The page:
3 Black Diamond – Something dangerous is afoot in St. Denis. In the space of a few weeks, the normally sleepy village sees attacks on Vietnamese vendors, arson at a local Asian restaurant, subpar truffles from China smuggled into outgoing shipments at a nearby market—all of it threatening the Dordogne’s truffle trade and all of it spelling trouble for Benoît “Bruno” Courrèges, master chef, devoted oenophile, and, most important, beloved chief of police.

4 The Crowded Grave – It’s spring in the idyllic village of St. Denis, and for Chief of Police Bruno Courrèges that means lamb stews, bottles of his beloved Pomerol, morning walks with his hound, Gigi, and a new string of regional crimes and international capers. When a local archaeological team searching for Neanderthal remains turns up a corpse with a watch on its wrist and a bullet in its head, it’s up to Bruno to solve the case.

5 The Devil’s Cave – It’s spring in St. Denis. The village choir is preparing for its Easter concert, the wildflowers are blooming, and among the lazy whorls of the river a dead woman is found floating in a boat. This means another case for Bruno, the town’s cherished chief of police.

6 Bruno and the Carol Singers (short story) – Bruno is occupied with his Christmastime duties. From organizing carolers to playing Father Christmas for the local schoolchildren, Bruno has his hands full . . . at least until some funds raised for charity go missing.

7 The Resistance Man – First, there’s the evidence that a veteran of the French Resistance is connected to a notorious train robbery; then, the burglary of a former British spymaster’s estate; and, finally, the murder of an antiques dealer whose lover is conveniently on the lam. As Bruno investigates, it becomes clear that they are connected.

8 The Children Return (also known as Children of War) – Bruno’s village of St. Denis has been called many things, but a hotbed of international intrigue has never been one of them . . . until now. When an undercover agent is found murdered just as a prodigal son is set to retun from a grim tour in the Middle East, the small town suddenly finds itself host to a determined global tribunal, threatening the usual cheer brought by St. Denis’s annual wine festival.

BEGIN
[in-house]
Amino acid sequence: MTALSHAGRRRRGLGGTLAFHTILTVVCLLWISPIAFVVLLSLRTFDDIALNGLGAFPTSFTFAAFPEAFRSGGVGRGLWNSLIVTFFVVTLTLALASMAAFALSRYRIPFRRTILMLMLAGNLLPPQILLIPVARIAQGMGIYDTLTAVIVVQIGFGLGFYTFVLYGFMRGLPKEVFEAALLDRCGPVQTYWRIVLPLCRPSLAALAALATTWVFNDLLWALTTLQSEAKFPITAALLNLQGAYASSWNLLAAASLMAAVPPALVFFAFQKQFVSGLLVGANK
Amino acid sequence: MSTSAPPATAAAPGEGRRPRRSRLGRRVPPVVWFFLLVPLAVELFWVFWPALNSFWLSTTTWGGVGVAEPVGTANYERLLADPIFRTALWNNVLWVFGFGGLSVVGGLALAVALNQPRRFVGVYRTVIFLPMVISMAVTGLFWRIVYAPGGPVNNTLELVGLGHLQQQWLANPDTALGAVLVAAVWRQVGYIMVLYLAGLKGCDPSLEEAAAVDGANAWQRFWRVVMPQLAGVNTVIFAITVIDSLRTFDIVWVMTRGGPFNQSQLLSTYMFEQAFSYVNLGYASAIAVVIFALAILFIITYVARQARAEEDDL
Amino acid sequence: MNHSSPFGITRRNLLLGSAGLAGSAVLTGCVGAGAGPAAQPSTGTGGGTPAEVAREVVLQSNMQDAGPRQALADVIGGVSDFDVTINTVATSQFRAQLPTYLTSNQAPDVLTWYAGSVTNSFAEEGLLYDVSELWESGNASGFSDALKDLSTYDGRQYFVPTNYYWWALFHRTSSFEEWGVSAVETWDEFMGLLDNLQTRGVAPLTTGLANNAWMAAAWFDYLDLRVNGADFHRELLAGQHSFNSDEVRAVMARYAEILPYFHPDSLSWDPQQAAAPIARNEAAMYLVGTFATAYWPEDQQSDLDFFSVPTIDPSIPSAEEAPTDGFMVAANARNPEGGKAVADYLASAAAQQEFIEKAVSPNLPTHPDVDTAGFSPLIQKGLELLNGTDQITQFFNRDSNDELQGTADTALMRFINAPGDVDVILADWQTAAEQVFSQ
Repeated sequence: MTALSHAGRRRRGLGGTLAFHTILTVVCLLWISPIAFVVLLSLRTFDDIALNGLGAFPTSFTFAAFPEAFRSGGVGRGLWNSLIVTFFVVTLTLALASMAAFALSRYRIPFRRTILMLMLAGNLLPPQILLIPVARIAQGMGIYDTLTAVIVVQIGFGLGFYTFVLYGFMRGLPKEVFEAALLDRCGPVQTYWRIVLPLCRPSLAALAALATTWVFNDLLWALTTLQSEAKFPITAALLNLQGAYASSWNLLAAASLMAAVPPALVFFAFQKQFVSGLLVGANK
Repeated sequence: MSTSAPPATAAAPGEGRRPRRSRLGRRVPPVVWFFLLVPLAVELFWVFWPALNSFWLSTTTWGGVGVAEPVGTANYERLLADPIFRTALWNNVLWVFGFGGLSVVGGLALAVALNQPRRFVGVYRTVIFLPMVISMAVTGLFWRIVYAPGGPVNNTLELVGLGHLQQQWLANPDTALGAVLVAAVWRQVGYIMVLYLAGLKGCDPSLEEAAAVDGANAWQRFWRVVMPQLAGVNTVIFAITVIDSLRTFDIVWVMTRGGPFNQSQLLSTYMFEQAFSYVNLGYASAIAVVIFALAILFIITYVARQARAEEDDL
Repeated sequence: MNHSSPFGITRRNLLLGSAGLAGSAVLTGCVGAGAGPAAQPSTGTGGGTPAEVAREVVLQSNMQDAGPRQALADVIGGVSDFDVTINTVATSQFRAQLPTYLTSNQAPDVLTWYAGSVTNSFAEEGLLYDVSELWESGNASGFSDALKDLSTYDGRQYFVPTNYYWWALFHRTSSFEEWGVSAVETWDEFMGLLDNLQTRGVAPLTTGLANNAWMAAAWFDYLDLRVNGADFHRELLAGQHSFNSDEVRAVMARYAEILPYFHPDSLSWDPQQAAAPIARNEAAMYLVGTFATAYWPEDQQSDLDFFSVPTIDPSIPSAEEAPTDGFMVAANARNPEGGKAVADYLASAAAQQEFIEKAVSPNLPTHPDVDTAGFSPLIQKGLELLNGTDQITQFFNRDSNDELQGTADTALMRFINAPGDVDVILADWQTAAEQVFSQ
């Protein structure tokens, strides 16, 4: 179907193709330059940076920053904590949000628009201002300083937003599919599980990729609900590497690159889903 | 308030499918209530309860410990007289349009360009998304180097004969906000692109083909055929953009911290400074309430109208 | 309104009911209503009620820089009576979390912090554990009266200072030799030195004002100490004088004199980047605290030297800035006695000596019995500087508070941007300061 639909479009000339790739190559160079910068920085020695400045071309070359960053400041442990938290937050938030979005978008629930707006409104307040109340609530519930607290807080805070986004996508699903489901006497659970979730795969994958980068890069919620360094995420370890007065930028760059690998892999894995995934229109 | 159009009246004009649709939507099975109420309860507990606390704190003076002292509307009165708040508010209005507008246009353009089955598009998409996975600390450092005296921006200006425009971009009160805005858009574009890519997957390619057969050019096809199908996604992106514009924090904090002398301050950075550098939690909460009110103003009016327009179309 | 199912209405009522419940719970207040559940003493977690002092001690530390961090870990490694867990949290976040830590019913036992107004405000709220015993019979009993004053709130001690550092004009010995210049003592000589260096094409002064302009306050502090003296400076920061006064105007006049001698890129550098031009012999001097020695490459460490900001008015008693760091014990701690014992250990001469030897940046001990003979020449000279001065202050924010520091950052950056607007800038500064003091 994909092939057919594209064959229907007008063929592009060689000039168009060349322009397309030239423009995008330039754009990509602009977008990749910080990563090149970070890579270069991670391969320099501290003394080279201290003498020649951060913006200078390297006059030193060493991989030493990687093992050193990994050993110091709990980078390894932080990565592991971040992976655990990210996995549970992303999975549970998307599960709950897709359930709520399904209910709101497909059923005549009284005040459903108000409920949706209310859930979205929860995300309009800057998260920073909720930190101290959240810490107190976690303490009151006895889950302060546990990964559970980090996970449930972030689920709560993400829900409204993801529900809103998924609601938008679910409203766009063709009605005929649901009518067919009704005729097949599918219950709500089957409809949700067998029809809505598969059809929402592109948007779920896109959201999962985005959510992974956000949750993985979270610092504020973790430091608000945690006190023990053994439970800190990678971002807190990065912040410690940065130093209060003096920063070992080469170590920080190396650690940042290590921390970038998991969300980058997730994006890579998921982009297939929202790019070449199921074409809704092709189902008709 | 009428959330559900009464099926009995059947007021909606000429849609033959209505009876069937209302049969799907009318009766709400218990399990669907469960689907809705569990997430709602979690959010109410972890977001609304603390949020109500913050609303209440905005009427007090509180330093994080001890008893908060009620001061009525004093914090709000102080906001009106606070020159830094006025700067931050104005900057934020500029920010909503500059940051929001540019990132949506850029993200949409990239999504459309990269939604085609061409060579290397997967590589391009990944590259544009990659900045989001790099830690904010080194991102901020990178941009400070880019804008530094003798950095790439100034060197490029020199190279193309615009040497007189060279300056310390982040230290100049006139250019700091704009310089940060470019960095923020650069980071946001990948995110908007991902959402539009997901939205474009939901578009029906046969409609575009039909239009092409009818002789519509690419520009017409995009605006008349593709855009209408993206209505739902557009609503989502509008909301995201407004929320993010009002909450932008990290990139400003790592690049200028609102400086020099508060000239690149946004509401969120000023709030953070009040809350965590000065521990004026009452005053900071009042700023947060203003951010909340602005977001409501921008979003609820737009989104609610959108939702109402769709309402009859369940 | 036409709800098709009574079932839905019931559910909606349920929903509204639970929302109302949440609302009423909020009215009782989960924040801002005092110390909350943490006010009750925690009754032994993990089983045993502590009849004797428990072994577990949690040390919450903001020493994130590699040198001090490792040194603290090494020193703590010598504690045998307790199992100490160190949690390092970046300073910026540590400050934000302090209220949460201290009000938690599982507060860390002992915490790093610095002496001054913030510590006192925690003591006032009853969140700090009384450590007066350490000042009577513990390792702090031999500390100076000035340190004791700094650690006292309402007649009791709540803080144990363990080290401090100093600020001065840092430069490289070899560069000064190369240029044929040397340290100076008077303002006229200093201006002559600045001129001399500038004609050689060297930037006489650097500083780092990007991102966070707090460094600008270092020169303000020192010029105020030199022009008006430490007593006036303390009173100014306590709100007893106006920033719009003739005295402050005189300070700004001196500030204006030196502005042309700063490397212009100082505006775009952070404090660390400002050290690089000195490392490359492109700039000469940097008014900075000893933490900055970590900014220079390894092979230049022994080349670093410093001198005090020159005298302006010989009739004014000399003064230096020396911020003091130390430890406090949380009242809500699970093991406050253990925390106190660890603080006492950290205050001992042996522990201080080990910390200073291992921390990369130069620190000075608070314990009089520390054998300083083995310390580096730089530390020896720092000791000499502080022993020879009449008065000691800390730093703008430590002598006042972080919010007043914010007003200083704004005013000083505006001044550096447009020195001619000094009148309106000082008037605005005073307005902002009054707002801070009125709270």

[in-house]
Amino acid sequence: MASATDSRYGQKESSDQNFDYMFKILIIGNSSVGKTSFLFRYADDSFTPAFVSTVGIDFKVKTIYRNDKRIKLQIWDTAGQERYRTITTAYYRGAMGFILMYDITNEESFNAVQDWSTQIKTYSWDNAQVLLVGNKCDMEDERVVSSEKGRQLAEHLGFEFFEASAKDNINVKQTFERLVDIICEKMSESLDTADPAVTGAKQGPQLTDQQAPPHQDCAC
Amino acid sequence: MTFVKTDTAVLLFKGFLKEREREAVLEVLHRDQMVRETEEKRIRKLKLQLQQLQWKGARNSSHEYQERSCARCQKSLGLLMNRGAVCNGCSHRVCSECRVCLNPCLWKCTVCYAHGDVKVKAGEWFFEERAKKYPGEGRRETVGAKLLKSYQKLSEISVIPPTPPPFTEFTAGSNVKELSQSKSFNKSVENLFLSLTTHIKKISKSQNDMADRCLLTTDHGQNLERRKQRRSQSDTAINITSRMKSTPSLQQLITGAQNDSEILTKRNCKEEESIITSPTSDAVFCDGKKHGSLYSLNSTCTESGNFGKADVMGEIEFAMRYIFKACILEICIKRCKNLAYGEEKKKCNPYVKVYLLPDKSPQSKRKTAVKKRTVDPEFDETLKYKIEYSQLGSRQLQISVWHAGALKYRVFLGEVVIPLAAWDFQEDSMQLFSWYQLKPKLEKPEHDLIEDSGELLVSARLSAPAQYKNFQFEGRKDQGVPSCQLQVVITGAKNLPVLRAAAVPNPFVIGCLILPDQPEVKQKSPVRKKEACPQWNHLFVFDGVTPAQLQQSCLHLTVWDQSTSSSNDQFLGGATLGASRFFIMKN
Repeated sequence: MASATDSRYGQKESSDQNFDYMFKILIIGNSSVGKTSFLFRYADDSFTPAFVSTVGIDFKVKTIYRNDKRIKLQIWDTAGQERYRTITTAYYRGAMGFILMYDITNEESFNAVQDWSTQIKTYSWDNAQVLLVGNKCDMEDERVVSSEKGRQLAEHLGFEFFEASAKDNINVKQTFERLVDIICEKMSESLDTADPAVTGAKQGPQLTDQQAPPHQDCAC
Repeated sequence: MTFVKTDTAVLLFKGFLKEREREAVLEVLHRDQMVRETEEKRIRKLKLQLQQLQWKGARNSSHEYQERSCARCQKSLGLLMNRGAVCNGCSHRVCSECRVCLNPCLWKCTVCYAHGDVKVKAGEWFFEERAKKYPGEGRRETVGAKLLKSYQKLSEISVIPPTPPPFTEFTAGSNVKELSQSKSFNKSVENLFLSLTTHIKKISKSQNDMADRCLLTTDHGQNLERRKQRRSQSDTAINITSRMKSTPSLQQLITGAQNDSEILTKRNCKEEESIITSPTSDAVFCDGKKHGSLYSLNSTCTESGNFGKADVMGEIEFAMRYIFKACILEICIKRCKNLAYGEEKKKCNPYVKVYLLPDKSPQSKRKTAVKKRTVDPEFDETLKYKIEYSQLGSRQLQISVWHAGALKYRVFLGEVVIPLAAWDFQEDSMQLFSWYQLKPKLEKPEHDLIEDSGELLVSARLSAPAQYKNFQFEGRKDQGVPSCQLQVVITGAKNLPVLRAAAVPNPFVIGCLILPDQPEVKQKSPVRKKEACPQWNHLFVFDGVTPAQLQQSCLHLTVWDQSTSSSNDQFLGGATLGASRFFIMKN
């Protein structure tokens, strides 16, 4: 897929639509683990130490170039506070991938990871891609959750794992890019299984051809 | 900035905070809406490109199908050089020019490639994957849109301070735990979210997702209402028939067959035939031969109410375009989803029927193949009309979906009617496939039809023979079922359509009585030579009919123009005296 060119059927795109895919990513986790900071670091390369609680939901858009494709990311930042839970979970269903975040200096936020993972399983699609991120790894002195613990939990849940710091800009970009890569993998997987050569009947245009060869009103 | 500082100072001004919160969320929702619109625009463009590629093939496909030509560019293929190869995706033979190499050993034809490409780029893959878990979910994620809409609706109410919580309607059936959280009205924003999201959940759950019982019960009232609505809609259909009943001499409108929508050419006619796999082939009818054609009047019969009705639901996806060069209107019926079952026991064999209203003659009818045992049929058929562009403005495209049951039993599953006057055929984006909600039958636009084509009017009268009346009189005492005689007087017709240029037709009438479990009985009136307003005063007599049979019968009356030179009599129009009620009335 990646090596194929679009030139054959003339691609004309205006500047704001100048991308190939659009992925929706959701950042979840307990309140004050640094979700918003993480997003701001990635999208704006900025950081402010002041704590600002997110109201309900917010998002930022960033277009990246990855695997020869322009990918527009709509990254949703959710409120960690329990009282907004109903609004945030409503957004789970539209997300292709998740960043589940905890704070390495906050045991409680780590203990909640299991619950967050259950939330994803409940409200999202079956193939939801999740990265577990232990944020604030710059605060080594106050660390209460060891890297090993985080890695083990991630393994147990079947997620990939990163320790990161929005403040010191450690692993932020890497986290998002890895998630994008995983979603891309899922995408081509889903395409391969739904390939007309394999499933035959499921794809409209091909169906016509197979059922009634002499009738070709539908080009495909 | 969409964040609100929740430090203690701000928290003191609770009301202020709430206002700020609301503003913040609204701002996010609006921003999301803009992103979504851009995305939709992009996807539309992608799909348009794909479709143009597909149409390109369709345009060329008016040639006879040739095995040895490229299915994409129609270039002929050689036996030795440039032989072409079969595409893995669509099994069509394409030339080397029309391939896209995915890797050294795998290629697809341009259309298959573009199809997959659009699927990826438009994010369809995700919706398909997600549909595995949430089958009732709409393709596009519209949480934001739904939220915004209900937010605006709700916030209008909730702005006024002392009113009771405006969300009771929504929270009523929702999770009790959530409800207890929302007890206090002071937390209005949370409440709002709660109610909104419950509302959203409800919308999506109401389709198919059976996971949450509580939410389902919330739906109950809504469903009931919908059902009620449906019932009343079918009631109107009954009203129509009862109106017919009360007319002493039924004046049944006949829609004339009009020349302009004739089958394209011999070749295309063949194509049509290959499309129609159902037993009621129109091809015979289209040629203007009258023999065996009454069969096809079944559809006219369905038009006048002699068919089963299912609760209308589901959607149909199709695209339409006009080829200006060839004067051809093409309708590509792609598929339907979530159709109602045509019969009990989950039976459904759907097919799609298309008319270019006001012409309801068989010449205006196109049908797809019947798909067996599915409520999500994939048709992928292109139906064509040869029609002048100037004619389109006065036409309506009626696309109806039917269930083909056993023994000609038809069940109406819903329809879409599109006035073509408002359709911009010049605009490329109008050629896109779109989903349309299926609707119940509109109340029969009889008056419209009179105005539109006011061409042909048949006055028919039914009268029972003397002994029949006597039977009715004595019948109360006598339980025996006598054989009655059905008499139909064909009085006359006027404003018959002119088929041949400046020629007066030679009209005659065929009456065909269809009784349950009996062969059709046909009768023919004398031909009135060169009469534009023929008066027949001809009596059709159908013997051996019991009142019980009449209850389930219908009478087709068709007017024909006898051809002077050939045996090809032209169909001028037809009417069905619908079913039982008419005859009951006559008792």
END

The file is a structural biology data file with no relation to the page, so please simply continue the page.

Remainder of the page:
9 A Market Tale (short story) – As summer blooms, the newest talk of the town is the rapport between Kati, a Swiss tourist, and Marcel, a popular stall owner whom Kati meets over his choice strawberries. None are happier than police chief Bruno to see Marcel interested in love again, but as his friend’s romance deepens, Bruno senses trouble in the form of Marcel’s meddlesome sister Nadette.

10 The Patriarch (also known as The Dying Season) – Bruno Courrèges is thrilled when he receives an invitation to the lavish birthday celebration of his childhood hero, World War II flying ace Marco “the Patriarch” Desaix. But when the party ends in the death of one of Marco’s longtime friends, Gilbert, it turns into another day on the job for St. Denis’s chief of police.

11 Fatal Pursuit – It’s the start of summer, and Bruno’s found himself the last-minute replacement navigator in a car rally race. The event has attracted a spate of outsiders with deep pockets, big egos and, in the case of one young Englishman, an intriguing story about a lost Bugatti Type 57C. When a local scholar turns up dead, Bruno suspects unnatural causes.

12 The Templars’ Last Secret – When a woman’s body is found at the foot of a cliff near the idyllic French town of St. Denis, chief of police Bruno Courrèges suspects a connection to the great ruin that stands above: a long-ago Knights Templar stronghold. With the help of Amélie, a young newcomer to the Dordogne, Bruno learns that the dead woman was an archaeologist searching for a religious artifact of incredible importance.

13 A Taste for Vengeance – When a British tourist fails to turn up for a luxurious cooking vacation in the idyllic village in the south of France that Bruno Courrèges calls home, the chief of police is quickly on the case. Monika Felder is nowhere to be found, and her husband, a retired British general, is unreachable.

14 The Chocolate War (short story) – Police chief Bruno enjoys wandering the stalls of the weekly market in the village of St. Denis as they are being loaded with wares. But when Bruno’s old friend Léopold from Senegal start selling African coffee and chocolate more cheaply than Bruno’s old friend Fauquet at his café across the square, a competition erupts between the vendors.

15 The Body in the Castle Well – When Claudia, a young American, turns up dead in the courtyard of an ancient castle in Bruno’s jurisdiction, her death is assumed to be an accident related to opioid use. But her doctor persuades Bruno that things may not be so simple. Thus begins an investigation that leads Bruno to Monsieur de Bourdeille, the scholar with whom the girl had been studying, and then through that man’s past.

How to read me: Bruno, Chief of Police

Bruno, Chief of Police Books in order: How to read Martin Walker’s series?

 

I owe a big thanks to Martin Walker for giving us so much inside information which enhanced our trip so much. I will try to remember to give him credit along the way as I take you along with us on our trip.

December 15, 2019 - Posted by | Adventure, Blogging, Books, Crime, Cross Cultural, Cultural, Fiction, Food, France, Quality of Life Issues, Road Trips, Travel, Tunisia | , , , , ,